Who Wants to Participate in Routine Outcome Monitoring? Differences between Youth in Secured Residential Care Who Consent or Refuse the Use of Their Clinical Data for Research and Policy Making

Karin S. Nijhof, Lieke van Domburgh, Eefje Strijbosch, Alona Labun, Marc Delsing, Ron H.J. Scholte, Ignace P.R. Vermaes

Research output: Contribution to journalArticleAcademicpeer-review

Abstract

This study examines the external validity of a nationwide dataset, considering the fact that clients can refuse the extraction of their clinical information to aggregate datasets. Data of 949 youths (56% boys, mean age 15.6 years, SD = 1.49) from six Dutch residential institutions were included. An individual-variables and a person-oriented approach were applied to examine the extent to which the group giving permission to the use of their data for aggregate purposes (66%) is representative for the total population in secure residential youth care. Both static, non-changeable client information as well as dynamic, changeable client information were gathered. Youths who assented to the use of their information were overrepresented amongst the population of some of the participating institutions, and were more often Caucasian. Three start profiles based on the dynamic variables were distinguished. Youths who assent were overrepresented in the most problematic profile, whereas youth who did not assent were overrepresented in the least problematic profile. To improve the external validity and the value of the monitor, it is important to achieve more uniformity between institutions as far as the procedures are concerned, and to find creative ways to increase the assent levels, particularly among ethnic minorities.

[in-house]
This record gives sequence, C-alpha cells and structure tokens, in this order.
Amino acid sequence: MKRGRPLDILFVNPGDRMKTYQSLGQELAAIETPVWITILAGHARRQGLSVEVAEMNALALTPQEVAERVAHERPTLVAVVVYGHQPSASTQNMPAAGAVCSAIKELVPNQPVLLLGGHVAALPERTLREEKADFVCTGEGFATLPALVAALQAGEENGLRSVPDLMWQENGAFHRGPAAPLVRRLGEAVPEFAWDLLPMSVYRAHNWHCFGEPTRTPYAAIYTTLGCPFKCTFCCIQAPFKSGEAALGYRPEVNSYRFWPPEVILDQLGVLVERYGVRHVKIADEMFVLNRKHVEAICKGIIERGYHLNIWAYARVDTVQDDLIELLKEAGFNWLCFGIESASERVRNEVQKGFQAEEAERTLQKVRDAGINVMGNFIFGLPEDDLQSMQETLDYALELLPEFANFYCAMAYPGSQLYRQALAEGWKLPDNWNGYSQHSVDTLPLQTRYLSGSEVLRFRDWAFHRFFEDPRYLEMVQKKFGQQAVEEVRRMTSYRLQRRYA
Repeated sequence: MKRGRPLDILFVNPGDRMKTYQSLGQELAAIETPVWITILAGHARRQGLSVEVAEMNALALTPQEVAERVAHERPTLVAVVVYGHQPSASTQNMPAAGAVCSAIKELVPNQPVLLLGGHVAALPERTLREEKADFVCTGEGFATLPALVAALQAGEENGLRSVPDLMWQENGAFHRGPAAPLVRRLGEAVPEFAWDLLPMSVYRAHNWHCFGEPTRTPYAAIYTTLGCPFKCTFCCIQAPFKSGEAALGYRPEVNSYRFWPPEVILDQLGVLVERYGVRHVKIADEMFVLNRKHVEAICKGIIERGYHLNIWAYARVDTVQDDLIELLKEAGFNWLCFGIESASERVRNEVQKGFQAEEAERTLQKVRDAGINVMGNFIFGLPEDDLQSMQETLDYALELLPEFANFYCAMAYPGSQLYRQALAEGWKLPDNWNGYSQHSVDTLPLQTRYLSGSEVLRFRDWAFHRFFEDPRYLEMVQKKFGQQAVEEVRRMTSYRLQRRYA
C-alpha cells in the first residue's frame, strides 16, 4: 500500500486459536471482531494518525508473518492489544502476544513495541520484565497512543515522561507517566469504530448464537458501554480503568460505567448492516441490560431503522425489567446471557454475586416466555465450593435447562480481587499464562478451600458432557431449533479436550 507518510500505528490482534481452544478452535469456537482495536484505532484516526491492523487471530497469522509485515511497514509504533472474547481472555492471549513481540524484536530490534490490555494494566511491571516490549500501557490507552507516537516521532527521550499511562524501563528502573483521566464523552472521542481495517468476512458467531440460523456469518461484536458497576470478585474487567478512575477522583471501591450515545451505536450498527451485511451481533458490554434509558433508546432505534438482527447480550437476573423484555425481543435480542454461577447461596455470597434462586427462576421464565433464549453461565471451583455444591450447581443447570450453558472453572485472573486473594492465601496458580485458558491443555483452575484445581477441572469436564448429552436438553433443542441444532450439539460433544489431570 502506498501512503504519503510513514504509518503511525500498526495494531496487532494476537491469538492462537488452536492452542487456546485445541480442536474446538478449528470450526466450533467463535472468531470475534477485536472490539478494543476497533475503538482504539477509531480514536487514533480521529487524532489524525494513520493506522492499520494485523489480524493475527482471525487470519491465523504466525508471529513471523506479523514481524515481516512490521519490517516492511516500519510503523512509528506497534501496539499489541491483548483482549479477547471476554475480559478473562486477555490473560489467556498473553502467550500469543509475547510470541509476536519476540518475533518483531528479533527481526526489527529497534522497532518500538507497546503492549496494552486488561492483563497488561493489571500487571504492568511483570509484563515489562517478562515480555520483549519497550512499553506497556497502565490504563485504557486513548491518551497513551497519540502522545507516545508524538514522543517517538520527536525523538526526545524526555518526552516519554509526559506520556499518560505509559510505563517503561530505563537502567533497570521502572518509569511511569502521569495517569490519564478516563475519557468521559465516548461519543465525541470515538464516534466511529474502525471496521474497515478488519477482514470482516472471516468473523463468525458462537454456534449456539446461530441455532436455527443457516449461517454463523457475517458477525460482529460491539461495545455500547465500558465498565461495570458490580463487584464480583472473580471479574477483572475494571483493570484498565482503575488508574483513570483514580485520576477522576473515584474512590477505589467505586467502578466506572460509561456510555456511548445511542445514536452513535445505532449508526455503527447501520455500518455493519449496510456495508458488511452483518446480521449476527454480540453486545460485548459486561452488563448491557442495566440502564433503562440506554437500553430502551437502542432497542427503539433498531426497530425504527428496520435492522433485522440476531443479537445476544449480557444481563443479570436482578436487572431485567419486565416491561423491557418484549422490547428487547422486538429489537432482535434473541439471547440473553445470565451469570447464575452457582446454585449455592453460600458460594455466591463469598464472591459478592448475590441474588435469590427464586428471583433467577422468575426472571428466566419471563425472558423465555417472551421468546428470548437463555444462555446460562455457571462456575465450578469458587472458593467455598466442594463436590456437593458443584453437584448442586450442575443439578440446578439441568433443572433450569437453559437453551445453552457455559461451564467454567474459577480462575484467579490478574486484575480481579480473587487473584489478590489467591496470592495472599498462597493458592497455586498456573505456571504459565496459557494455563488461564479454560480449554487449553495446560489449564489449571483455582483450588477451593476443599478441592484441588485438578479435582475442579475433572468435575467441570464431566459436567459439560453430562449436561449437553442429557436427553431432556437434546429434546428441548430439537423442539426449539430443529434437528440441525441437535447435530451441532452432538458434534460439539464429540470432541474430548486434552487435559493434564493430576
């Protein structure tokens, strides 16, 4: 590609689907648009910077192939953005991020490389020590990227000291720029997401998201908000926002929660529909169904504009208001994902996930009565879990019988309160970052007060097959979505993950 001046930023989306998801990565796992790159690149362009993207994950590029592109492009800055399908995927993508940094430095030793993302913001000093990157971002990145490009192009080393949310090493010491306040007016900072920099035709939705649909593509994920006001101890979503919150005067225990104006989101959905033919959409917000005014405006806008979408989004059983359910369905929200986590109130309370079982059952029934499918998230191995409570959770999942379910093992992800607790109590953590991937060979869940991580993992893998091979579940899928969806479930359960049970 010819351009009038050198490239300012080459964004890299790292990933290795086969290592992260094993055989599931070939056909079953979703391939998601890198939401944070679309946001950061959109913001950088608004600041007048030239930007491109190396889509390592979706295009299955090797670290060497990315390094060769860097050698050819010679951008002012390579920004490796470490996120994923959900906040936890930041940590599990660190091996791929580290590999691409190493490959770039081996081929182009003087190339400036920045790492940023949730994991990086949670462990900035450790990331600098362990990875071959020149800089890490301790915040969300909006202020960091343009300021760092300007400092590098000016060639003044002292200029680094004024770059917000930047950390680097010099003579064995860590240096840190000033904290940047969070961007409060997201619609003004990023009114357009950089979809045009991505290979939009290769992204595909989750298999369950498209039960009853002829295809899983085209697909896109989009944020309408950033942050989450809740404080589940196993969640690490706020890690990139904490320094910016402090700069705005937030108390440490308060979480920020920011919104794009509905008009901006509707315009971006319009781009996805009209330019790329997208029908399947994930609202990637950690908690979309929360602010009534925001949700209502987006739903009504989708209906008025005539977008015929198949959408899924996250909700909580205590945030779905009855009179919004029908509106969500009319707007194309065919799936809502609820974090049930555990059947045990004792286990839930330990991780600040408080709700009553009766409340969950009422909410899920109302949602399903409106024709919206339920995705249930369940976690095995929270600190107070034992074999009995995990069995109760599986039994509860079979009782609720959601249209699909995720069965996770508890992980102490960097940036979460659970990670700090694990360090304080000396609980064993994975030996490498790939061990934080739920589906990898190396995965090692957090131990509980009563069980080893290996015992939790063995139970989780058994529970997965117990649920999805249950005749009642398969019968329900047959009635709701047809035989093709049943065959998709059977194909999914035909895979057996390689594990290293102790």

Original languageEnglish
Pages (from-to)244-265
Number of pages22
JournalResidential Treatment for Children and Youth
Volume34
Issue number3-4
DOIs
Publication statusPublished - 2 Oct 2017

Cite this

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abstract = "This study examines the external validity of a nationwide dataset, considering the fact that clients can refuse the extraction of their clinical information to aggregate datasets. Data of 949 youths (56{\%} boys, mean age 15.6 years, SD = 1.49) from six Dutch residential institutions were included. An individual-variables and a person-oriented approach were applied to examine the extent to which the group giving permission to the use of their data for aggregate purposes (66{\%}) is representative for the total population in secure residential youth care. Both static, non-changeable client information as well as dynamic, changeable client information were gathered. Youths who assented to the use of their information were overrepresented amongst the population of some of the participating institutions, and were more often Caucasian. Three start profiles based on the dynamic variables were distinguished. Youths who assent were overrepresented in the most problematic profile, whereas youth who did not assent were overrepresented in the least problematic profile. To improve the external validity and the value of the monitor, it is important to achieve more uniformity between institutions as far as the procedures are concerned, and to find creative ways to increase the assent levels, particularly among ethnic minorities.",
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Who Wants to Participate in Routine Outcome Monitoring? Differences between Youth in Secured Residential Care Who Consent or Refuse the Use of Their Clinical Data for Research and Policy Making. / Nijhof, Karin S.; van Domburgh, Lieke; Strijbosch, Eefje; Labun, Alona; Delsing, Marc; Scholte, Ron H.J.; Vermaes, Ignace P.R.

In: Residential Treatment for Children and Youth, Vol. 34, No. 3-4, 02.10.2017, p. 244-265.

Research output: Contribution to journalArticleAcademicpeer-review

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